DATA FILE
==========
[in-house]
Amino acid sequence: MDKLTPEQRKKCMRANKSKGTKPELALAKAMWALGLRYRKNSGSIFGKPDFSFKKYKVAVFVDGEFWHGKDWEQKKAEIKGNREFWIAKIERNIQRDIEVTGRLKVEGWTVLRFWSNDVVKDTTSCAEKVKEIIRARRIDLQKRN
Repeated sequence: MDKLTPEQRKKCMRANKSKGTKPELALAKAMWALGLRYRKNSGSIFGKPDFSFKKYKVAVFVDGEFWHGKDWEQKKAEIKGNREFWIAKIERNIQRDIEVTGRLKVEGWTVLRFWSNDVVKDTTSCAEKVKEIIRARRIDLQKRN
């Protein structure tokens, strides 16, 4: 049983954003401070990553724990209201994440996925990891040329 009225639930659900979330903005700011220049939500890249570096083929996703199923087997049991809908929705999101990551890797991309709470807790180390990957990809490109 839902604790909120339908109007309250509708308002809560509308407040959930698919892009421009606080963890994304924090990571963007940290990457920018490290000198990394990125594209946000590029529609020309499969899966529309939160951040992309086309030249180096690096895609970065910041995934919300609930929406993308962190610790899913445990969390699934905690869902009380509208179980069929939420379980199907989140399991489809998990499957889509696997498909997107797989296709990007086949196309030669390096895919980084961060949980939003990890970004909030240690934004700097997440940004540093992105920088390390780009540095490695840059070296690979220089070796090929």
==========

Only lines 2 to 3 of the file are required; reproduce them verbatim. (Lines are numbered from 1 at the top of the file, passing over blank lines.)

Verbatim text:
Amino acid sequence: MDKLTPEQRKKCMRANKSKGTKPELALAKAMWALGLRYRKNSGSIFGKPDFSFKKYKVAVFVDGEFWHGKDWEQKKAEIKGNREFWIAKIERNIQRDIEVTGRLKVEGWTVLRFWSNDVVKDTTSCAEKVKEIIRARRIDLQKRN
Repeated sequence: MDKLTPEQRKKCMRANKSKGTKPELALAKAMWALGLRYRKNSGSIFGKPDFSFKKYKVAVFVDGEFWHGKDWEQKKAEIKGNREFWIAKIERNIQRDIEVTGRLKVEGWTVLRFWSNDVVKDTTSCAEKVKEIIRARRIDLQKRN